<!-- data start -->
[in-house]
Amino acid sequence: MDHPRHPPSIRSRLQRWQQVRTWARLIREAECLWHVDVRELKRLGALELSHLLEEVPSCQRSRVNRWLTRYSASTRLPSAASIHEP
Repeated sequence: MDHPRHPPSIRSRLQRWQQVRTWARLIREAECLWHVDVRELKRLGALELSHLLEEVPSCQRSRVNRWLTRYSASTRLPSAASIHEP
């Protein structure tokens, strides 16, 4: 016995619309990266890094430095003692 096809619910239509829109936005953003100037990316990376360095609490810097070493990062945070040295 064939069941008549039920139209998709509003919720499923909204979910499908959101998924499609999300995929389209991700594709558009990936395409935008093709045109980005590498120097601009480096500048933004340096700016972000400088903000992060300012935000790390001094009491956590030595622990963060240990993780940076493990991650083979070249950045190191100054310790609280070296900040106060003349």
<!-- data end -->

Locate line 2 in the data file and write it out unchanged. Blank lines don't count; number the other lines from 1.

Amino acid sequence: MDHPRHPPSIRSRLQRWQQVRTWARLIREAECLWHVDVRELKRLGALELSHLLEEVPSCQRSRVNRWLTRYSASTRLPSAASIHEP